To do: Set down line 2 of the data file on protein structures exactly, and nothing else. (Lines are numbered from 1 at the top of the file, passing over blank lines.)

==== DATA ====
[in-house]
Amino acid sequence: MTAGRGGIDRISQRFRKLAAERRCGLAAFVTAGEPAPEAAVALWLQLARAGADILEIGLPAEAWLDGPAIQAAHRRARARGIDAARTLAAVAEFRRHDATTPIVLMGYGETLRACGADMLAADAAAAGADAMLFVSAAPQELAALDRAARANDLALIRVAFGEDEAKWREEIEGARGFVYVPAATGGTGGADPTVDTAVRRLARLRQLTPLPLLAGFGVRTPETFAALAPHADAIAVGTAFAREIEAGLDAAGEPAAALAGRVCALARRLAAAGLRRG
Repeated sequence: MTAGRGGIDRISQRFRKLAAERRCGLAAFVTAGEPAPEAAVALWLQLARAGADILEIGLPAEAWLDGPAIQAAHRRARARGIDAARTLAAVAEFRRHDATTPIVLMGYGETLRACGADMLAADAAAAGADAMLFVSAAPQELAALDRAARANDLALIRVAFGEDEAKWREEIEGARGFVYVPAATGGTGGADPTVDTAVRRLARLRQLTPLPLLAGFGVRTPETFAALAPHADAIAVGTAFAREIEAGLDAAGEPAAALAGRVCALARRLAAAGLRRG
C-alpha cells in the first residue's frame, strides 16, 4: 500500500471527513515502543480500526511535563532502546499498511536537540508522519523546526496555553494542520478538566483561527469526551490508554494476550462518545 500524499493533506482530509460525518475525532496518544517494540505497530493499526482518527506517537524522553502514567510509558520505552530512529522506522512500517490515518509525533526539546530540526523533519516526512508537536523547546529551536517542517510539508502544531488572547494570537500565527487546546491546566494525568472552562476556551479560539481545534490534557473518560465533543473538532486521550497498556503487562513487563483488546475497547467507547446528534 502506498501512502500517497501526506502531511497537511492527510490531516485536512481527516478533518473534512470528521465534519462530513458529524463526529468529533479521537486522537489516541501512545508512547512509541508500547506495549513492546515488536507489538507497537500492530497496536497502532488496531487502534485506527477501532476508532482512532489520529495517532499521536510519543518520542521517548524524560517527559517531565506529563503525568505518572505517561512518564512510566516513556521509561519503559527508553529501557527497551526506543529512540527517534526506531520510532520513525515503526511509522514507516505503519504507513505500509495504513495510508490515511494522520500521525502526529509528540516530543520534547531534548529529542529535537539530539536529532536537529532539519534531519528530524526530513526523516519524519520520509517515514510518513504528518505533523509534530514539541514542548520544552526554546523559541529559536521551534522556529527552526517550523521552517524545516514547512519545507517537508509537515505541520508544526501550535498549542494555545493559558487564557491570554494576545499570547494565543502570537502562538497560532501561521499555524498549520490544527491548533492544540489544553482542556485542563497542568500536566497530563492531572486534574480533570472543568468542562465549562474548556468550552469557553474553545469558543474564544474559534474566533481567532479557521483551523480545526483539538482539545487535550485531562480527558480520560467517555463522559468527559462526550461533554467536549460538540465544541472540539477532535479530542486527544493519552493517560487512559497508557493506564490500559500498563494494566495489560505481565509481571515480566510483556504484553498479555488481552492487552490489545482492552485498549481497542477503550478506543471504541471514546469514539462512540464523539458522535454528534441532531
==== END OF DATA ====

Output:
Amino acid sequence: MTAGRGGIDRISQRFRKLAAERRCGLAAFVTAGEPAPEAAVALWLQLARAGADILEIGLPAEAWLDGPAIQAAHRRARARGIDAARTLAAVAEFRRHDATTPIVLMGYGETLRACGADMLAADAAAAGADAMLFVSAAPQELAALDRAARANDLALIRVAFGEDEAKWREEIEGARGFVYVPAATGGTGGADPTVDTAVRRLARLRQLTPLPLLAGFGVRTPETFAALAPHADAIAVGTAFAREIEAGLDAAGEPAAALAGRVCALARRLAAAGLRRG